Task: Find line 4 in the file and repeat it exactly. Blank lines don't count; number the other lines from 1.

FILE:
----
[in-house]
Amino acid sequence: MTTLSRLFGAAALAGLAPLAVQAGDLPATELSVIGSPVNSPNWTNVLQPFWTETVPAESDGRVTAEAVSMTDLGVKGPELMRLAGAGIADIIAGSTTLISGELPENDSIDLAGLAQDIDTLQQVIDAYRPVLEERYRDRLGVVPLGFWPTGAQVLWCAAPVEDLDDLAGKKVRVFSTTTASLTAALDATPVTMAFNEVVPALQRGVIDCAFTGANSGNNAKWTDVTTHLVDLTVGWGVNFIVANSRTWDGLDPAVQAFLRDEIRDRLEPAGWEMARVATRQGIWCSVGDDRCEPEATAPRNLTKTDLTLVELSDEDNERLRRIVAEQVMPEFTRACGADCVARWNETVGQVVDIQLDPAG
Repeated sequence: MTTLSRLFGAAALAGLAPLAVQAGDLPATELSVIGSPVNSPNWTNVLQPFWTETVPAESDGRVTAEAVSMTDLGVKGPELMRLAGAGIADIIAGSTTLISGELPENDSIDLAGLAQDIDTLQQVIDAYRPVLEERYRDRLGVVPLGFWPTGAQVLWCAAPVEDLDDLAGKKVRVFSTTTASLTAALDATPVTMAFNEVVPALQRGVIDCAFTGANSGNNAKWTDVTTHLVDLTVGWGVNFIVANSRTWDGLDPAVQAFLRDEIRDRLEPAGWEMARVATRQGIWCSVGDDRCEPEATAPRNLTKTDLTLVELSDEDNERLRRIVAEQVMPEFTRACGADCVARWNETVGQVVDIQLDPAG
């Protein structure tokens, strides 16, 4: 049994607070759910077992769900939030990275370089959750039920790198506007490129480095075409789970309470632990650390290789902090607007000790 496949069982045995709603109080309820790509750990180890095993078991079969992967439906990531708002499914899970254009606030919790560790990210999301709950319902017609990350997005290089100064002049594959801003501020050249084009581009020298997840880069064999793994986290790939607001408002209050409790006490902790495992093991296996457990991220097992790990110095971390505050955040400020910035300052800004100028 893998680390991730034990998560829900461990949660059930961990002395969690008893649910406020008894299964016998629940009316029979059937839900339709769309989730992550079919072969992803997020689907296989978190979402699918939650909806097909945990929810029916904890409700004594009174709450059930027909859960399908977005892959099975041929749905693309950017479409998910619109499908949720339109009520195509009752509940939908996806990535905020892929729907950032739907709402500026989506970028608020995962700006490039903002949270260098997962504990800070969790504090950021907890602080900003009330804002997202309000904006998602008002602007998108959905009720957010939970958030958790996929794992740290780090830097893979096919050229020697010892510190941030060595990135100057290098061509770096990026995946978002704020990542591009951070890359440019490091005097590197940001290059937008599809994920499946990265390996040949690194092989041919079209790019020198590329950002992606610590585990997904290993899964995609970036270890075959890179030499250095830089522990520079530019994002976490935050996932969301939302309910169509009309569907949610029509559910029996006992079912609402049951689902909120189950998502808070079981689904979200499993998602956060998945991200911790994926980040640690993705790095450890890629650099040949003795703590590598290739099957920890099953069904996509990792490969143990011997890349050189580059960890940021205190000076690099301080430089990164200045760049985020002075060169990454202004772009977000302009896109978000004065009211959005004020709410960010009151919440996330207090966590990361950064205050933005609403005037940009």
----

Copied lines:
């Protein structure tokens, strides 16, 4: 049994607070759910077992769900939030990275370089959750039920790198506007490129480095075409789970309470632990650390290789902090607007000790 496949069982045995709603109080309820790509750990180890095993078991079969992967439906990531708002499914899970254009606030919790560790990210999301709950319902017609990350997005290089100064002049594959801003501020050249084009581009020298997840880069064999793994986290790939607001408002209050409790006490902790495992093991296996457990991220097992790990110095971390505050955040400020910035300052800004100028 893998680390991730034990998560829900461990949660059930961990002395969690008893649910406020008894299964016998629940009316029979059937839900339709769309989730992550079919072969992803997020689907296989978190979402699918939650909806097909945990929810029916904890409700004594009174709450059930027909859960399908977005892959099975041929749905693309950017479409998910619109499908949720339109009520195509009752509940939908996806990535905020892929729907950032739907709402500026989506970028608020995962700006490039903002949270260098997962504990800070969790504090950021907890602080900003009330804002997202309000904006998602008002602007998108959905009720957010939970958030958790996929794992740290780090830097893979096919050229020697010892510190941030060595990135100057290098061509770096990026995946978002704020990542591009951070890359440019490091005097590197940001290059937008599809994920499946990265390996040949690194092989041919079209790019020198590329950002992606610590585990997904290993899964995609970036270890075959890179030499250095830089522990520079530019994002976490935050996932969301939302309910169509009309569907949610029509559910029996006992079912609402049951689902909120189950998502808070079981689904979200499993998602956060998945991200911790994926980040640690993705790095450890890629650099040949003795703590590598290739099957920890099953069904996509990792490969143990011997890349050189580059960890940021205190000076690099301080430089990164200045760049985020002075060169990454202004772009977000302009896109978000004065009211959005004020709410960010009151919440996330207090966590990361950064205050933005609403005037940009």